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' AN' IMPORTANT APPOINTMENT. INCREASING THE VALUE OF FLAX. Dr. L. jCockayne, F.L.S., has , been appointed by the Government to superintend experiments in plant-breeding on tho' Government agricultural stations. In conversation with a Dominion representative yesterday, ho gavo some partithilars of the first series of those experiments, which lie will, direct. Their object is to improve the commercial qualities of New Zealand flax. A NEGLECTED PLANT. The huinblo flax plant is an asset of increasing value to Now Zealand. Tho export of phormium fibre during 1906. was valued at £770,106, as against £195,728 for 1901, and £32,985 for 1896. But New Zealand phormium, at, present,'is far from being a perfect plant for' flax-millirig purposes. It is," in fact, probably the only example of a wild plant used ; commercially on a large scale. Other plants so used are the result of years of careful experiment.- ' ; . The neglected pliormium tenax is now to bo taken in haild, and Dr. - Cockayno' will visit in a few; weeks' time the. Government experiment stations in - tho . Auckland • pro- ' viiice, in connection with a series of experi-. ments whoso object is the production of forms of flax of. a higher economic value than any tiow.' existing.Ho. will arraugo with the flax-growing experts so that tho work'shall be conducted on. strictly modern' scientific lines, accurate records being, made in order that future investigators . may continue the work exactly where it is left off. At the' prosent time Dr. Cockayne. states : nothing is accurately known about the varia-'.; tions of pliormium. In fact, tho extremely important -point >as to 'whether,tho wellmarked variations' come true from seed is quito ? unsettled. Experiments'will also be conducted, in regard to the action of definite soils upon fibre-production, and the like, and Dr. Cockayne hopes to publish in the spring an up-to-date account of pliormium tenax dealing with its wild and cultivated varieties, anil its-variations under natural conditions. The account should form a valuable basis for .future work. • " A HOPEFUL SCHEME. , It is hoped, as the' result of tho experiments, to increase .the output of flax, and at the same time improve the quality, of ithe fibre. Such improvements have been successfully performed in the caso of many other plants, and'there is every reason to hope that the flax plant, also, can bo very much enhanced in value, since it possesses tho essential qualification for. improvement,: namely, extreme variability both in the wild and cultivated states, tliough tho variations themselves have never been studied accurately and scientifically. , ■ . . ' POINTS FOR CONSIDERATION. At a meeting of tho Philosophical Society last evening, Dr. Cockayno announced, in tho courso'of a discussion on Mendel's law, that the Agricultural Department was going to give him control of a.considerable number of experiments in plant breeding at agricultural stations. One of the first was in regard to pliormium tensix, and it was necessary at the outset to show whether the pliormium consisted of a largo number of ele-, mentary species or not. If it was so composed the improvement of that very important plant would bo a matter of, a very short time. . Mr. A. Hamilton, speaking later, said that in tho improvement of flax tliore were many other points to bo considered besides tho fibre. Among them was tho elimination of the gum. He was sure that this Society would be glad to hoar' Dr. Cocka3'ne's intimation that the Government had undertaken, and had given him the superintendence of those experiments. '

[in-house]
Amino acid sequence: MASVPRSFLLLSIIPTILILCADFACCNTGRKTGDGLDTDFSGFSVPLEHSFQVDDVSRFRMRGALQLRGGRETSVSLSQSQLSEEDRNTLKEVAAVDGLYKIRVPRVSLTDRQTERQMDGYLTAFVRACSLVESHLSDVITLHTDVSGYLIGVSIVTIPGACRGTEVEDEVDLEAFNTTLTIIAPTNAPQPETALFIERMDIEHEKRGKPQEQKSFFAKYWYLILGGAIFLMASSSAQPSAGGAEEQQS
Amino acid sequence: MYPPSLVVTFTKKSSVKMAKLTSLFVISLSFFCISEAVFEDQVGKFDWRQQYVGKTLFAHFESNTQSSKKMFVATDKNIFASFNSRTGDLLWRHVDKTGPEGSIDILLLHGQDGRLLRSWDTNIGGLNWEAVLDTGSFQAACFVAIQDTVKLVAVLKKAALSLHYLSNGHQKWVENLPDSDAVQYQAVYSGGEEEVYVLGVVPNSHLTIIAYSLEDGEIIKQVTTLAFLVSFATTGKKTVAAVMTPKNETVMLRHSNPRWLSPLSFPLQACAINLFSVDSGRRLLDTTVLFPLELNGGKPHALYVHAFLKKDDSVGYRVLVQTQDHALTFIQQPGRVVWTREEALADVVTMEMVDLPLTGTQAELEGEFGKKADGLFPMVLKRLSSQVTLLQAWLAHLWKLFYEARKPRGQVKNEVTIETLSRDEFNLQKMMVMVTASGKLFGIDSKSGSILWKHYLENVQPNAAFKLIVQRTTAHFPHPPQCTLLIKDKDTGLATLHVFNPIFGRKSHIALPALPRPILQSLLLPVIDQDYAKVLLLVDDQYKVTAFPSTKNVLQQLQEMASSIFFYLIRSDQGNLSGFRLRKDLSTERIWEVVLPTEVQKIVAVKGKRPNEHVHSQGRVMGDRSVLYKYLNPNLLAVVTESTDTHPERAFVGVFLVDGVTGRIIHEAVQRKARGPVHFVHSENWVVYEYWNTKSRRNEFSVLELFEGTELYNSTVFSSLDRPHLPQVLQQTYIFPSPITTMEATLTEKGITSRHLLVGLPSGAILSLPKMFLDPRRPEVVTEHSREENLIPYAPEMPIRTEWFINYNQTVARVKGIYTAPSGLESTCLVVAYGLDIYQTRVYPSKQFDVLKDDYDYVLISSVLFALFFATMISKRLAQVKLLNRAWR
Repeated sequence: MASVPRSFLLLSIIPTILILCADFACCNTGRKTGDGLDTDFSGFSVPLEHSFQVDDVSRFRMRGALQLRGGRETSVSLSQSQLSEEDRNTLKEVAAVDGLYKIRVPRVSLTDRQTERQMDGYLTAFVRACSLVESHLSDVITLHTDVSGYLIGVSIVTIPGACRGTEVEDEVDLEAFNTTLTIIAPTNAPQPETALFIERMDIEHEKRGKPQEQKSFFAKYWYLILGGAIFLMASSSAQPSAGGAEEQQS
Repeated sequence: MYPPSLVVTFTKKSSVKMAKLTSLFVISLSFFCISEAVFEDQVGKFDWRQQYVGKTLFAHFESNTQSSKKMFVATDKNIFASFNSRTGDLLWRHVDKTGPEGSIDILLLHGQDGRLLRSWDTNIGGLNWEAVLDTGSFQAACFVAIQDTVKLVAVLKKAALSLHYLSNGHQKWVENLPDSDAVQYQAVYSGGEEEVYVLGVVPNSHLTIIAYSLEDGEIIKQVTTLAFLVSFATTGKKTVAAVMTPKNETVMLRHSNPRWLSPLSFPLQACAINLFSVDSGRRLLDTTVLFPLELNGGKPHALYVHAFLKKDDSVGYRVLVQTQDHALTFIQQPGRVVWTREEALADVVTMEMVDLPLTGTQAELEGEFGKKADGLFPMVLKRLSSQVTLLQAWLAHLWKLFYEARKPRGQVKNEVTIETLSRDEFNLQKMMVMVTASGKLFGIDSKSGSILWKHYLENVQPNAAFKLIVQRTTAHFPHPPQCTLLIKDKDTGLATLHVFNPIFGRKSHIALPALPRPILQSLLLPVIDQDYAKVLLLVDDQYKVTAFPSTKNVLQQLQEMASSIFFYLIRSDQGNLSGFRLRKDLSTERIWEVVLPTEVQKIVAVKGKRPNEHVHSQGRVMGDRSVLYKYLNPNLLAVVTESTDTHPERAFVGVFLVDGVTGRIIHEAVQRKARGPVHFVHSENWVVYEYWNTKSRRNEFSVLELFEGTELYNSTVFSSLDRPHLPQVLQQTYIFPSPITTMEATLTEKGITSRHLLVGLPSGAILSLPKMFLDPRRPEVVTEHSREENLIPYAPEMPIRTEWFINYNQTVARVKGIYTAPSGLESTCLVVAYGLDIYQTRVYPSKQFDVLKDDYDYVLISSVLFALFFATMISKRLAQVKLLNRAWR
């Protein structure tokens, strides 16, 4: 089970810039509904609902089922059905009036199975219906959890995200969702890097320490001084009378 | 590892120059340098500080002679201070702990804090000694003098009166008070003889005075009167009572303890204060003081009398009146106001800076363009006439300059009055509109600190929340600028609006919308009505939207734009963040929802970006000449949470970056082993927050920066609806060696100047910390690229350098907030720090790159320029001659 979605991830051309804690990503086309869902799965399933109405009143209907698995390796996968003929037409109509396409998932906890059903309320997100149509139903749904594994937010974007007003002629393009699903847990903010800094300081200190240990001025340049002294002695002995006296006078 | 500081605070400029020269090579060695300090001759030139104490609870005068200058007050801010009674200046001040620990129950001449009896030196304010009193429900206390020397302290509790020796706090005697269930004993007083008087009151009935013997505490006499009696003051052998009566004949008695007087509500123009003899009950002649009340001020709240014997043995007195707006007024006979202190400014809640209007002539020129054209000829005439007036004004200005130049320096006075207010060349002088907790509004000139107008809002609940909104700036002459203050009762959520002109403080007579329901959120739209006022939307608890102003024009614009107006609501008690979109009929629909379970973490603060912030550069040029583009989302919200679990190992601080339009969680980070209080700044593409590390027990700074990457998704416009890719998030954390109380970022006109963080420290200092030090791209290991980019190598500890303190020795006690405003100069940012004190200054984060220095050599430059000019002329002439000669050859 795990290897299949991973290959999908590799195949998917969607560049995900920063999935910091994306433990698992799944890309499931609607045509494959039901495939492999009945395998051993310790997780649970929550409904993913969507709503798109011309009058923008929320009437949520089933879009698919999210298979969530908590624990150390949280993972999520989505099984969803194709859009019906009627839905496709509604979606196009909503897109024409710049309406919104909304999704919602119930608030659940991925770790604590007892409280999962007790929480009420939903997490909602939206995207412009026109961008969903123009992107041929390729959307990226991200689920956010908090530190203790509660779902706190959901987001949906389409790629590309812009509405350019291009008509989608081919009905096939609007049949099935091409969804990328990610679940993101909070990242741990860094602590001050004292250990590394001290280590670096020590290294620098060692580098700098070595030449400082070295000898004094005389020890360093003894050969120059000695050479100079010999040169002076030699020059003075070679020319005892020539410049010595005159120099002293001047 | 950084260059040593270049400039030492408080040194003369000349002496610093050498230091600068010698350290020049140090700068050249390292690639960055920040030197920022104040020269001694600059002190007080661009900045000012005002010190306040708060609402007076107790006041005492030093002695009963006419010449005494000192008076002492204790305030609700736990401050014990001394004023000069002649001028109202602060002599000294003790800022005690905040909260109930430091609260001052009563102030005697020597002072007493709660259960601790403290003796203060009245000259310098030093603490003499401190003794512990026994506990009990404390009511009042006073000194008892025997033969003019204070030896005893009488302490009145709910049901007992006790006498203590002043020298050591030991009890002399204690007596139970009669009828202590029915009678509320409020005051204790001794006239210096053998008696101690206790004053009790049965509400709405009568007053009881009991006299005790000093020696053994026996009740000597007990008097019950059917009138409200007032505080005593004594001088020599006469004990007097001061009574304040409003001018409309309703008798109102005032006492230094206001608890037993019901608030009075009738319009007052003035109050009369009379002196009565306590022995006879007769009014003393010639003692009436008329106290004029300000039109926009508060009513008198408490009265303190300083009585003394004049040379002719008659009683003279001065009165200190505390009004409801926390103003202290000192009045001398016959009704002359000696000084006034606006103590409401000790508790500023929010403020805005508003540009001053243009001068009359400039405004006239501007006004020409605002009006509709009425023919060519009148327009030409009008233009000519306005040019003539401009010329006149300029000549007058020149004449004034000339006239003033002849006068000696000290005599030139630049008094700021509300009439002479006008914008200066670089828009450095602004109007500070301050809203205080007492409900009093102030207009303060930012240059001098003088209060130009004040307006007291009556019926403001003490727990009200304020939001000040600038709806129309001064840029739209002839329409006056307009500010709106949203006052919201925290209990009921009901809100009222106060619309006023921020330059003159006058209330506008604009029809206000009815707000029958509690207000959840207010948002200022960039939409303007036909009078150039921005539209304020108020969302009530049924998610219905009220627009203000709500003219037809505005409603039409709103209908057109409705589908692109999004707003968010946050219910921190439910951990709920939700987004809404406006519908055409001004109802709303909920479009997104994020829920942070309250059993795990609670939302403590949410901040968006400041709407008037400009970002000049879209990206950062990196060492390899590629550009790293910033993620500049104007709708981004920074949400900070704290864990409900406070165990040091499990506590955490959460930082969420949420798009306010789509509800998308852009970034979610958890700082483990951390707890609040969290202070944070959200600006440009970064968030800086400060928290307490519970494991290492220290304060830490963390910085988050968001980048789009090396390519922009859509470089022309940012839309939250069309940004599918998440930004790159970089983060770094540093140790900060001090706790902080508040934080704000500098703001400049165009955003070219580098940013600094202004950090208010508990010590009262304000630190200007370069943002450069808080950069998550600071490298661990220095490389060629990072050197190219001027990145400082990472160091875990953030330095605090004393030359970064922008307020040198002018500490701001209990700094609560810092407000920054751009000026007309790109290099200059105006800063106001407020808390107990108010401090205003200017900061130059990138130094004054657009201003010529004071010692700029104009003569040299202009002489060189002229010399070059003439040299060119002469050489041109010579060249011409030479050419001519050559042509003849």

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Bibliographic details

SCIENTIFIC PLANT BREEDING., Dominion, Volume 1, Issue 191, 7 May 1908

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SCIENTIFIC PLANT BREEDING. Dominion, Volume 1, Issue 191, 7 May 1908